Ship Recycling and Liability
The expansion of trade has led to increasing regulatory uncertainty, especially in the maritime field due to its international nature. Written as part of my LLM in Maritime Law at the University of Oslo in April 2022, my thesis addresses these uncertainties in the field of ship recycling and liability for former ship agents and owners towards shipyard workers.
Ship recycling has been regulated through various international instruments and national legislation, but without much actual effect as to limit the unsafe and non-environmentally friendly recycling practices. However, recent case law examines a former ship agents’ responsibility for the death of a shipyard worker based on the knowledge the ship agent ought to have had about the danger created by selling the vessel for recycling. Thus, the tendency points towards the fact that increasing access to information may create a regime of liability under a duty of care not otherwise available through existing legislation.
I hereby extend my gratitude to my academic supervisor, Alla Pozdnakova, for dedicating her invaluable time and knowledge to my project. Special gratitude goes to my significant other, Niclas Kongstad, for always being you and putting your trust in me. Thank you, friends and family. Finally, I congratulate myself for reaching the honorable milestone of being published.
The area of liability is facing new difficulties with globalisation and trade expanding. This has also become evident in the maritime industry. An industry, which due to its international nature, inevitably is involved in various parts of the world with endless possibilities for incurring liability both in contract and tort. Especially, the area of ship recycling has within the last decade been exposed to the medias’ eyes and criticism. Even though the area is somewhat regulated, the cases highlighted by the media have shown how the regulatory framework has been unable to combat the issues involved. For this reason, the present thesis aims at assessing the extent to which the gaps in the legal regime of ship recycling are caught by other legal mechanisms, namely the English duty of care notion as applied by the courts.
The recycling of ships is regulated by various instruments at an international level. The thesis concludes that the regulatory regime contains three main gaps. These are the difficulties of proving subjective elements, as it is required that intent to recycle a vessel is present before the Basel Convention and EU Waste Shipment Regulation is applied. Furthermore, the same rules contain the gap that it is possible to argue that the decision was made outside the territory of a party to the rules. Lastly, for EU-flagged vessels, the main gap is that a ship can be reflagged.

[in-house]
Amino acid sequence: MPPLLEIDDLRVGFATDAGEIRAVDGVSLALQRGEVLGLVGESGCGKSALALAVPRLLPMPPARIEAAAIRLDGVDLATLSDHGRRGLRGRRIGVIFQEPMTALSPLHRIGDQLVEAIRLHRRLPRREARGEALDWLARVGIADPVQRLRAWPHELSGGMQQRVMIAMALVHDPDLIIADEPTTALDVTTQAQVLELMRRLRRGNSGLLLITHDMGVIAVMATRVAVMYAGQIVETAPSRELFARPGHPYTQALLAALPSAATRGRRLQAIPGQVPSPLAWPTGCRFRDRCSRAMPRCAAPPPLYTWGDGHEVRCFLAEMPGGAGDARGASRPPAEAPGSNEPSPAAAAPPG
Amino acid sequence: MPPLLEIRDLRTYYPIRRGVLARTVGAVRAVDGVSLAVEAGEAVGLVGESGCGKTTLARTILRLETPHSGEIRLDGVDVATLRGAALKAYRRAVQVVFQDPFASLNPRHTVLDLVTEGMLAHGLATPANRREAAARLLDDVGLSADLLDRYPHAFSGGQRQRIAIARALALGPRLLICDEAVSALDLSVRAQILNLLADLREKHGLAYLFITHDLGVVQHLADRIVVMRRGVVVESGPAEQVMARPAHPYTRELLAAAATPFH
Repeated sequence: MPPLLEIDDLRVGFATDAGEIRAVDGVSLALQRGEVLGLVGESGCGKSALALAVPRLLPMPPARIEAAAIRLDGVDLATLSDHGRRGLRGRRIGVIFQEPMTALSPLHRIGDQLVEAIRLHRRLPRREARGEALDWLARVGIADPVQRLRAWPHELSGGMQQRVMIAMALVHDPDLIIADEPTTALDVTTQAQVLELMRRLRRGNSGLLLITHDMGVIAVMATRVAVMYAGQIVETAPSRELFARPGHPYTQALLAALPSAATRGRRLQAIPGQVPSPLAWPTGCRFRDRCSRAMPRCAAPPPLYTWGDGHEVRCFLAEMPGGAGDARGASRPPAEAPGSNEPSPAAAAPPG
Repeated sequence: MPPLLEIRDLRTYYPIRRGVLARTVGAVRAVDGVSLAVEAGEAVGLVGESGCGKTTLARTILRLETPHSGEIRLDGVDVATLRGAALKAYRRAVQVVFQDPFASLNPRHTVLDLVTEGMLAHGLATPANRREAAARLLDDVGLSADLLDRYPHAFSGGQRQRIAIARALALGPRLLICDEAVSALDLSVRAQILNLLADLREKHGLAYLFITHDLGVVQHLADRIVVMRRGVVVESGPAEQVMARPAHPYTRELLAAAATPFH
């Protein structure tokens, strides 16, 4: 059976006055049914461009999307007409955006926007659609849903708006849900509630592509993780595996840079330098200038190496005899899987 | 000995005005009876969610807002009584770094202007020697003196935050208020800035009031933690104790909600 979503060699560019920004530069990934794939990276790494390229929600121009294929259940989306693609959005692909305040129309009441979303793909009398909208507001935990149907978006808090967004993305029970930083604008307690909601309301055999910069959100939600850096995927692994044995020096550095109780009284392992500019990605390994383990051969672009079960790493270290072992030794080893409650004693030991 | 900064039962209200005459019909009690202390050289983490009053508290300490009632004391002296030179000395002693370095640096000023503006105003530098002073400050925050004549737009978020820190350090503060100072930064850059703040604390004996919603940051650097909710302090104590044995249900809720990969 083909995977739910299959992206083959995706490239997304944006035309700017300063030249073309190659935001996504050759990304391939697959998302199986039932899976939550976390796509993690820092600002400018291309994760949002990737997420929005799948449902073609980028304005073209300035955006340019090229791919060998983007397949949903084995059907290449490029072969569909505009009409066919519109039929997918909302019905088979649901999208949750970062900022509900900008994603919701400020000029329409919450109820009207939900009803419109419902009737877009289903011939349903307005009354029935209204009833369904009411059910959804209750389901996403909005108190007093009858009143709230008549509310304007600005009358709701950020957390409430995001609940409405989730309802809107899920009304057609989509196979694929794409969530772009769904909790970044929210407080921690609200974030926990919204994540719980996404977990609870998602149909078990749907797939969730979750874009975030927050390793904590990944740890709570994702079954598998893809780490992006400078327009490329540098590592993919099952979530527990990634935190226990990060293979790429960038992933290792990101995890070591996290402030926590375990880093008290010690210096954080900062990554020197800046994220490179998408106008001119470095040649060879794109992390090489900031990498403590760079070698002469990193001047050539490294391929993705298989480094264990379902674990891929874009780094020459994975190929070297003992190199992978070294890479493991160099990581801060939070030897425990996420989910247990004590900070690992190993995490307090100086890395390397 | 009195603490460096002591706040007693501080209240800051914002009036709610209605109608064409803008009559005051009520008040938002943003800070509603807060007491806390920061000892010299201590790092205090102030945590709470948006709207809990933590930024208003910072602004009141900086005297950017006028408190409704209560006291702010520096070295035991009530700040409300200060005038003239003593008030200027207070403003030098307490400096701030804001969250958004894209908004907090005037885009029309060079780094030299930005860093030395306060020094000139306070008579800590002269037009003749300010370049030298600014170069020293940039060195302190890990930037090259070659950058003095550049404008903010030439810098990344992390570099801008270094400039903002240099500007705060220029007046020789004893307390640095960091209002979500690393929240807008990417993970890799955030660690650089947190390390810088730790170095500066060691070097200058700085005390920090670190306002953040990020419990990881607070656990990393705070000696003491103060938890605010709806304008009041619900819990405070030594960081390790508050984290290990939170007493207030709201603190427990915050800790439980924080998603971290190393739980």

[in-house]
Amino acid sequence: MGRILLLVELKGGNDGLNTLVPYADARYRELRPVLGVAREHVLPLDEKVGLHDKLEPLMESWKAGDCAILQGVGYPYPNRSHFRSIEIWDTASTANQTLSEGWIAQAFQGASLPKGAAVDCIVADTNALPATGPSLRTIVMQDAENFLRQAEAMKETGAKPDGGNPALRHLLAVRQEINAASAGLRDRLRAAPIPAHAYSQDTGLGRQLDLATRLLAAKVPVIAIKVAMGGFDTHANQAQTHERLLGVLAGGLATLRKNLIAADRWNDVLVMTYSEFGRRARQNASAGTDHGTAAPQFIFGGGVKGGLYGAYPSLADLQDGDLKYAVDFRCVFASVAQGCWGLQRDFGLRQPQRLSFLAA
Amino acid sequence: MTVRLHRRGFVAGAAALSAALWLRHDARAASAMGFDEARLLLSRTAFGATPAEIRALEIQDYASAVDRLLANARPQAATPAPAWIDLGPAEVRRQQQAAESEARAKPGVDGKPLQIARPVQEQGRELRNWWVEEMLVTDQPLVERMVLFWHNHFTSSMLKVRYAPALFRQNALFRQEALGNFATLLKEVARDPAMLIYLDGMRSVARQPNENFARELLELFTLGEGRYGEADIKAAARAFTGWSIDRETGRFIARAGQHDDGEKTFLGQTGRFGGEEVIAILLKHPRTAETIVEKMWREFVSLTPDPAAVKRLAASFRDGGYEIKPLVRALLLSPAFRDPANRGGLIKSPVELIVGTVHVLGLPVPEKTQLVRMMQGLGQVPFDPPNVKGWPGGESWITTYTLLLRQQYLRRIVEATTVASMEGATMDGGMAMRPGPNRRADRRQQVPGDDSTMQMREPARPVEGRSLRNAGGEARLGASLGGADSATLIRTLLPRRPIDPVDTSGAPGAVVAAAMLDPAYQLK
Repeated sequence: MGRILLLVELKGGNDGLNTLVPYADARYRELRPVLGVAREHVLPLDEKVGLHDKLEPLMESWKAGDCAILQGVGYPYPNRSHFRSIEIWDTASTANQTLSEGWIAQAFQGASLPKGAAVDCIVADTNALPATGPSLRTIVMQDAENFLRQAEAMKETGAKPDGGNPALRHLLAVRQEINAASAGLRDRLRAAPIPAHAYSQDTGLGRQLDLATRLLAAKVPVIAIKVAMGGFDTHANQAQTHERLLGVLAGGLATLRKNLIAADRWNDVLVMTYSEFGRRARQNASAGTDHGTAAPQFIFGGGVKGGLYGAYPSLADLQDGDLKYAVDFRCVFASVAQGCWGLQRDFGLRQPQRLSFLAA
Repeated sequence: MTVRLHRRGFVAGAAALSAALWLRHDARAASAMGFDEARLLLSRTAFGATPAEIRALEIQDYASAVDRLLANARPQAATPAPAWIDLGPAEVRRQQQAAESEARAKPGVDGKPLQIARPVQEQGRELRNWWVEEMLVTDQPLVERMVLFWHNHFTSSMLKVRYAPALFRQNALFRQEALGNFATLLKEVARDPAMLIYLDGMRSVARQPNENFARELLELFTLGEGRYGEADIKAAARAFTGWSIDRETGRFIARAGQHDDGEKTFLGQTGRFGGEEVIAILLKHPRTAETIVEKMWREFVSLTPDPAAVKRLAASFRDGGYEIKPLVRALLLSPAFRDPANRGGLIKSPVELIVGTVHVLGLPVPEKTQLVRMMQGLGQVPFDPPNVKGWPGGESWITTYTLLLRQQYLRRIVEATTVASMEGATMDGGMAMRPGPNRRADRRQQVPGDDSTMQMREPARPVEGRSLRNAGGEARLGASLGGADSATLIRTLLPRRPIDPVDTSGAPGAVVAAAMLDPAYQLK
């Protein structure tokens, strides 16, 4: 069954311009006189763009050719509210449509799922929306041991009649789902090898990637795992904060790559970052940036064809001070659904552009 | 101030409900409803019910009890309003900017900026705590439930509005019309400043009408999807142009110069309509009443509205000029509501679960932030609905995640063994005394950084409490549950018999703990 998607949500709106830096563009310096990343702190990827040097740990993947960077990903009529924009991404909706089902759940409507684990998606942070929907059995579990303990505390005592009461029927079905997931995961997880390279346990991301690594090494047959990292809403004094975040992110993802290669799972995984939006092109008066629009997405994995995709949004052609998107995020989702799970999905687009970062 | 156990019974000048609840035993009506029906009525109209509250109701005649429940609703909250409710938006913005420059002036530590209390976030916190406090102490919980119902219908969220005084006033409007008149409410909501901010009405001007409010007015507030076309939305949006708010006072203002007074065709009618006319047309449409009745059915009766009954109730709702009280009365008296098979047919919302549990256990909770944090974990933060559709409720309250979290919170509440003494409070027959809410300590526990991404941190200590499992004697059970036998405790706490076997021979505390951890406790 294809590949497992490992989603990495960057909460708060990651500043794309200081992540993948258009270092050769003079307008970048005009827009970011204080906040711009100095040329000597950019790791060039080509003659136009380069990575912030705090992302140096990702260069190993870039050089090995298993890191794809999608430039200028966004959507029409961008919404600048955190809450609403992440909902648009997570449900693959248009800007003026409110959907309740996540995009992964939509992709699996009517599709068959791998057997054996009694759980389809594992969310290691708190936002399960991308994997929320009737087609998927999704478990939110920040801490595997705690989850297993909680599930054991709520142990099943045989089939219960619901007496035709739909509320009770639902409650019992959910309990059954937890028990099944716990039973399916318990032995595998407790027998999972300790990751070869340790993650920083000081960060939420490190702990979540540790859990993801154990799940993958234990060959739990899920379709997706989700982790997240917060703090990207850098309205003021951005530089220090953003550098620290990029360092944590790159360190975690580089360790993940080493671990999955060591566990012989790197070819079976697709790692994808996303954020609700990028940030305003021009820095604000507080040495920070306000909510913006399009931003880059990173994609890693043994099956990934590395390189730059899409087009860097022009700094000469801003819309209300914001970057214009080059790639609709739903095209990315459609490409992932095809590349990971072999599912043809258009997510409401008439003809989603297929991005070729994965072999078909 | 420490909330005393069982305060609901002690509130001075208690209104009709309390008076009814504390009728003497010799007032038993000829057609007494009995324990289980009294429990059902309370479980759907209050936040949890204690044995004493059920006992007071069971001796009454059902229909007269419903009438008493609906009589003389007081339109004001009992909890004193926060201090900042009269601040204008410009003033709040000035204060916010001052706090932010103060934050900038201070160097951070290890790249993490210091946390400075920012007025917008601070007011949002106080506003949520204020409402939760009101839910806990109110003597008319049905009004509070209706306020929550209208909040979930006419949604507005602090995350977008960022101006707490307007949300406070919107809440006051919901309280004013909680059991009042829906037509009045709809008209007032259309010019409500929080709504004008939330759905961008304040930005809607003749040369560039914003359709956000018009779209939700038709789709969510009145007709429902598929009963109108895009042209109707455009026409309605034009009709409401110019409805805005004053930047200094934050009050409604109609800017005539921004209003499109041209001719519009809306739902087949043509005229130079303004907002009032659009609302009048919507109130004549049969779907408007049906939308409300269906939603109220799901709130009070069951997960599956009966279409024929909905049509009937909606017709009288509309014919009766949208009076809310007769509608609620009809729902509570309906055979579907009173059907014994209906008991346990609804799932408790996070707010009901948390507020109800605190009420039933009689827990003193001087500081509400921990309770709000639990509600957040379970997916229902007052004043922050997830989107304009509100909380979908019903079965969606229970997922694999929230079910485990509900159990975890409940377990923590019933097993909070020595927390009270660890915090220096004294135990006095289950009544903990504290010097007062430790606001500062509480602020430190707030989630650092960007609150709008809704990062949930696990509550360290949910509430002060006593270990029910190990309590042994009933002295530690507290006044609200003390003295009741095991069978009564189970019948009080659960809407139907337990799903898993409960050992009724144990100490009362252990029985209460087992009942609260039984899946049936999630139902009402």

Under English Tort law, a duty of care exists, when the relationship is one of proximity, it is foreseeable and fair and just and reasonable to impose such duty. In addition, there is a duty of care for someone who creates a danger exploited by a third party. These two grounds were used for asserting that a former ship agent was liable vis-à-vis a shipyard worker who fell to his death during the demolition of the vessel of the agent in Hamida v Begum. The Courts held that the Claimant had a real prospect of succeeding with the second ground and thus dismissed to strike it out. The thesis concludes that the case is a landmark case in the area of liability for shipowners, ship operators, etc. for their acts and omissions in relation to end-of-life vessels. Even though the case faces extensive hurdles, it is nevertheless arguable that the criteria for a duty of care can be met, because of the knowledge of the seller of the vessel, and thus the foreseeable and proximate conditions. The last requirements paired with the floodgate argument, may be an obstacle. However, the wider tendency to impose liability in similar areas of liability speaks in favour of stretching the duty of care to encompass the present.